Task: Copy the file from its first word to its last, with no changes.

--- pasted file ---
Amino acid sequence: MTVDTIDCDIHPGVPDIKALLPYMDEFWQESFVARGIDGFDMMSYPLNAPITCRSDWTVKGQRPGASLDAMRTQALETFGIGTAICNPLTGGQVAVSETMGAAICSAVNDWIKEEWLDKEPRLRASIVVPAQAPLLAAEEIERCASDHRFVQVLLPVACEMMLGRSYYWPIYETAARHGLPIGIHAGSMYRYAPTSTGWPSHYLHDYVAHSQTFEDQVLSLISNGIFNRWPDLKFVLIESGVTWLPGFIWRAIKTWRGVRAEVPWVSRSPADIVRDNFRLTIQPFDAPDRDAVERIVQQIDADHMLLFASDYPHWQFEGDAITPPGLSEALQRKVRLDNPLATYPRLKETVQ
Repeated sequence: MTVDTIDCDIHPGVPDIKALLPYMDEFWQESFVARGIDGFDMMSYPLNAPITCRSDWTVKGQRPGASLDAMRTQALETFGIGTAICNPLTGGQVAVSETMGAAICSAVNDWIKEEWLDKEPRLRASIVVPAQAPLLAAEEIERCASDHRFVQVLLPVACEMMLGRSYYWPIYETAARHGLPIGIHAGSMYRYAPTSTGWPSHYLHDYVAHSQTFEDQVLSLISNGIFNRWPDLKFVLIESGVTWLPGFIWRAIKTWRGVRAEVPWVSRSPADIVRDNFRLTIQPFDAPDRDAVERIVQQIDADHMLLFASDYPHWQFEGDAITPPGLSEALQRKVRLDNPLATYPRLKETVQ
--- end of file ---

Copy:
Amino acid sequence: MTVDTIDCDIHPGVPDIKALLPYMDEFWQESFVARGIDGFDMMSYPLNAPITCRSDWTVKGQRPGASLDAMRTQALETFGIGTAICNPLTGGQVAVSETMGAAICSAVNDWIKEEWLDKEPRLRASIVVPAQAPLLAAEEIERCASDHRFVQVLLPVACEMMLGRSYYWPIYETAARHGLPIGIHAGSMYRYAPTSTGWPSHYLHDYVAHSQTFEDQVLSLISNGIFNRWPDLKFVLIESGVTWLPGFIWRAIKTWRGVRAEVPWVSRSPADIVRDNFRLTIQPFDAPDRDAVERIVQQIDADHMLLFASDYPHWQFEGDAITPPGLSEALQRKVRLDNPLATYPRLKETVQ
Repeated sequence: MTVDTIDCDIHPGVPDIKALLPYMDEFWQESFVARGIDGFDMMSYPLNAPITCRSDWTVKGQRPGASLDAMRTQALETFGIGTAICNPLTGGQVAVSETMGAAICSAVNDWIKEEWLDKEPRLRASIVVPAQAPLLAAEEIERCASDHRFVQVLLPVACEMMLGRSYYWPIYETAARHGLPIGIHAGSMYRYAPTSTGWPSHYLHDYVAHSQTFEDQVLSLISNGIFNRWPDLKFVLIESGVTWLPGFIWRAIKTWRGVRAEVPWVSRSPADIVRDNFRLTIQPFDAPDRDAVERIVQQIDADHMLLFASDYPHWQFEGDAITPPGLSEALQRKVRLDNPLATYPRLKETVQ